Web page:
After creating their 2011 and 2012 graduation pavilions for SCI-Arc, Oyler Wu has once again produced a striking structure LA-based school, this time on the occasion of their 4oth anniversary. Dubbed the Storm Cloud pavilion, the structure salvages the existing steel from the 2011 Netscape,  which served as the school’s graduation pavilion two years ago. Looking at Storm Cloud, one can hardly tell it shares much of the bones that made up the older pavilion.

Continue reading after the jump.

James Turrell Uses Light to Transform the Guggenheim Museum

East, Newsletter
Tuesday, May 21, 2013
.
James Turrell Rendering for Aten Reign, 2013 Daylight and LED light Site-specific installation, Solomon R. Guggenheim Museum, New York  © James Turrell Rendering: Andreas Tjeldflaat, 2012 © SRGF

Rendering of James Turrell’s Aten Reign at Guggenheim Museum. (Courtesy Andreas Tjeldflaat)

Beginning June 21, visitors of the Solomon R. Guggenheim Museum will get the unusual opportunity to experience Frank Lloyd Wright’s iconic rotunda like never before. American artist James Turrell is transforming the legendary space with his favorite medium: light. As visitors navigate the spiraling gallery they may feel disoriented. With each step, their perception of the illuminated space will change dramatically, as colorful influxes of artificial and natural light dynamically shift around the rotunda. Throughout this site-specific work, titled Aten Reign, Turrell offers visitors a subjective viewing experience. Each observer will see his or her own vision of the space depending on the location in which they stand, as well as the way in which fluctuating shadows and illuminations highlight their surroundings. Four of Turrell’s other works will accompany the core light installation.

Continue reading after the jump.

Filed Under: 

A Nest-Like Treehouse Will Perch Among the Rainforest Canopy in…England

International, Newsletter
Tuesday, May 21, 2013
.
Treehouse by Jerry Tate Architects & Blue Forest for the Eden Project. (Kilian O’Sullivan)

Treehouse by Jerry Tate Architects & Blue Forest for the Eden Project. (Kilian O’Sullivan: kilianosullivan.co.uk)

Jerry Tate Architects has revealed the design for a dynamic treehouse called the Biodiversity Nest to be built inside the Eden Project facility in Cornwall, UK. The London-based firm’s design unites architecture and nature, much like the Eden Project’s massive Grimshaw-designed overlapping geodesic domes comprising the world’s largest enclosed rainforest.

The Biodiversity Nest, part of the new Rainforest Canopy Walkway project, will sit between two 52-foot-tall bridges in the Eden Project’s Humid Tropics Biome. The timber enclosure will provide a shady education space perched in the tree canopy.

Continue reading after the jump.

Cooper-Hewitt Announces 14th Annual National Design Awards Winners

East, National, Newsletter
Tuesday, May 14, 2013
.
Studio Gang Architects won in the architecture category. (Steve Hall / Courtesy Cooper-Hewitt)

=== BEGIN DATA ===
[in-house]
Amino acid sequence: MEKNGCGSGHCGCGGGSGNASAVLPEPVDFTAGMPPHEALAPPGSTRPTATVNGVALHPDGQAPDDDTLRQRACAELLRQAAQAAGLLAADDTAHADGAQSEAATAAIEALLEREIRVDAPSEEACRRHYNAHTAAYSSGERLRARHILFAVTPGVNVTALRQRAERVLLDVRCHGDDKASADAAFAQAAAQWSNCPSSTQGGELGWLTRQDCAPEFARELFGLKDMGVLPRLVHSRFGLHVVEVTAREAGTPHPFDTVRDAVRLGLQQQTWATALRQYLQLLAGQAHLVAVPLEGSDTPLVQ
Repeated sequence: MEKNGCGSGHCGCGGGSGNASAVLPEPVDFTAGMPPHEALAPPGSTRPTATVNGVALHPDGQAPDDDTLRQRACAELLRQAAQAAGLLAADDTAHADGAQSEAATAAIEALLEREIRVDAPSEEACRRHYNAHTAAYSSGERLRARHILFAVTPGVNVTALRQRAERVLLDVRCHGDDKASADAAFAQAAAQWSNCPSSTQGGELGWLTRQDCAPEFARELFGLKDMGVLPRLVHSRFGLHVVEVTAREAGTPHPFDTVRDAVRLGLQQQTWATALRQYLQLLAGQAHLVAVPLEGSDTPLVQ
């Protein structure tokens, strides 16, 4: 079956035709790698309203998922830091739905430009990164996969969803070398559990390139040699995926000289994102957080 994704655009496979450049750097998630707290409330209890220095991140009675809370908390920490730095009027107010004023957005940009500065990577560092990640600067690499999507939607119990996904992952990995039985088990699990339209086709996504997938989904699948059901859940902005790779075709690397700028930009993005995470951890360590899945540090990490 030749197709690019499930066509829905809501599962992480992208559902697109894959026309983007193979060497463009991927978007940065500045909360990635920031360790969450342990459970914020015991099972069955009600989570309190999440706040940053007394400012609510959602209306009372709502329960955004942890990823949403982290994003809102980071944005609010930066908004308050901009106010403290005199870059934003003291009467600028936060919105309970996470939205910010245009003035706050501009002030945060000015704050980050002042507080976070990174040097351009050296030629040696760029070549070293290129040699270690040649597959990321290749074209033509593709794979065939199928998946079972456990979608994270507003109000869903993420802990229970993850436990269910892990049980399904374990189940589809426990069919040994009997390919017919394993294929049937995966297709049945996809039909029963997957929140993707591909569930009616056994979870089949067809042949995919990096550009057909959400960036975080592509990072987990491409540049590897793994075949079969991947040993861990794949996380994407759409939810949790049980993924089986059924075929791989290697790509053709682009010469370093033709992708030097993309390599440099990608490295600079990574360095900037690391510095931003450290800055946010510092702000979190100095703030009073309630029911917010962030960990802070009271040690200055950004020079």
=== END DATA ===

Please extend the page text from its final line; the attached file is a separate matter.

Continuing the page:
Studio Gang Architects won in the architecture category. This is their design for a Lincoln Park Zoo pavilion in Chicago. (Steve Hall / Courtesy Cooper-Hewitt)

Acting director Caroline Baumann of The Smithsonian’s Cooper-Hewitt, National Design Museum has announced the winners of the 2013 National Design Awards. The 14th annual Awards program continues the practice of acknowledging excellence and innovation across an array of disciplines. This year’s winners will be recognized during a gala dinner on Thursday, October 17 at New York’s Pier 60 in conjunction with National Design Week, where they will be presented with trophies created by The Corning Museum of Glass.

View all the winners after the jump.

It’s Official: Citi Bike To Open in New York City on May 27

East, Newsletter
Friday, May 10, 2013
.
Citi Bikes in docking station (Planetgordon.com/Flickr)

Citi Bikes in docking station (Planetgordon.com/Flickr)

The big biking news this week is that the first phase of New York City’s Citi Bike bike share system will finally launch on May 27th to program members (and to everyone else the next week), and New Yorkers’ enthusiasm (and a little controversy) is mounting. Some New Yorkers, over 8,000 according to Transportation Commissioner Sadik-Kahn (with more than 4,000 of them in the first 24 hours), could not wait to start pedaling and have already signed up for annual memberships. Meanwhile, malcontents from across the City have spoken up in attempts to stop Citi Bike from rolling onto their blocks.

Continue reading after the jump.

Mithun Designs Ambitious Seattle Aquarium Expansion

Newsletter, West
Friday, May 10, 2013
.
The proposed plan for the Seattle Aquarium expansion. (Courtesy Mithun / Seattle Aquarium)

The proposed plan for the Seattle Aquarium expansion. (Courtesy Mithun / Seattle Aquarium)

In its over 30 years resting on Pier 59, the Seattle Aquarium has undergone a series of complex renovations, including the restoration of the original 1905 pier (while staying open), and the addition of a 120,000-gallon marine life viewing tank that helps visitors feel like they are immersed in an octopus’ garden in the shade.

Continue reading after the jump.

Page 18 of 47« First...10...1617181920...3040...Last »

Advertise on The Architect's Newspaper.

Submit your competitions for online listing.

Submit your events to AN's online calendar.




Archives

Categories

Copyright © 2014 | The Architect's Newspaper, LLC | AN Blog Admin Log in. The Architect's Newspaper LLC, 21 Murray Street 5th Floor | New York, New York 10007 | tel. 212.966.0630
Creative Commons License